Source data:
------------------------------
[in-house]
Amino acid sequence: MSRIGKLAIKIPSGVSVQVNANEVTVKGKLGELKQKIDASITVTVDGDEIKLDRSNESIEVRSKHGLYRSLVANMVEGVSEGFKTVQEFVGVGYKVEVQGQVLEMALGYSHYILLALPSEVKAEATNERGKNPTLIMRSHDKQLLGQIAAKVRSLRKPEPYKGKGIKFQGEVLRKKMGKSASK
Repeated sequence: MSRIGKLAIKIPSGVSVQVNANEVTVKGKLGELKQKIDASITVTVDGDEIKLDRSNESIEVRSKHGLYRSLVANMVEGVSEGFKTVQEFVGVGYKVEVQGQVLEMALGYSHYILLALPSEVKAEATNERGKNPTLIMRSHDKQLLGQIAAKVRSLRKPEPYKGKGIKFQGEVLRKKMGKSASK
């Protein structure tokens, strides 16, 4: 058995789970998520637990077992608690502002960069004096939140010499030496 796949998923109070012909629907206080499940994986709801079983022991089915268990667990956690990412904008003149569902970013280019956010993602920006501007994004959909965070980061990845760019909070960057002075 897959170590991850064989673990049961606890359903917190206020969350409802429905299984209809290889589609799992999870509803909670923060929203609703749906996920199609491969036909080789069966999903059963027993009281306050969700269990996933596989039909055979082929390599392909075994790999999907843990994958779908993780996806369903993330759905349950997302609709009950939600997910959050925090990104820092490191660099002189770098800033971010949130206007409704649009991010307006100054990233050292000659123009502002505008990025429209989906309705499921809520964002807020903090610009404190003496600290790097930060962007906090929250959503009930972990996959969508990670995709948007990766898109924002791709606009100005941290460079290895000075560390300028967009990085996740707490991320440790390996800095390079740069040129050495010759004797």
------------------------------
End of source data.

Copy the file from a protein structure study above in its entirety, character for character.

[in-house]
Amino acid sequence: MSRIGKLAIKIPSGVSVQVNANEVTVKGKLGELKQKIDASITVTVDGDEIKLDRSNESIEVRSKHGLYRSLVANMVEGVSEGFKTVQEFVGVGYKVEVQGQVLEMALGYSHYILLALPSEVKAEATNERGKNPTLIMRSHDKQLLGQIAAKVRSLRKPEPYKGKGIKFQGEVLRKKMGKSASK
Repeated sequence: MSRIGKLAIKIPSGVSVQVNANEVTVKGKLGELKQKIDASITVTVDGDEIKLDRSNESIEVRSKHGLYRSLVANMVEGVSEGFKTVQEFVGVGYKVEVQGQVLEMALGYSHYILLALPSEVKAEATNERGKNPTLIMRSHDKQLLGQIAAKVRSLRKPEPYKGKGIKFQGEVLRKKMGKSASK
């Protein structure tokens, strides 16, 4: 058995789970998520637990077992608690502002960069004096939140010499030496 796949998923109070012909629907206080499940994986709801079983022991089915268990667990956690990412904008003149569902970013280019956010993602920006501007994004959909965070980061990845760019909070960057002075 897959170590991850064989673990049961606890359903917190206020969350409802429905299984209809290889589609799992999870509803909670923060929203609703749906996920199609491969036909080789069966999903059963027993009281306050969700269990996933596989039909055979082929390599392909075994790999999907843990994958779908993780996806369903993330759905349950997302609709009950939600997910959050925090990104820092490191660099002189770098800033971010949130206007409704649009991010307006100054990233050292000659123009502002505008990025429209989906309705499921809520964002807020903090610009404190003496600290790097930060962007906090929250959503009930972990996959969508990670995709948007990766898109924002791709606009100005941290460079290895000075560390300028967009990085996740707490991320440790390996800095390079740069040129050495010759004797």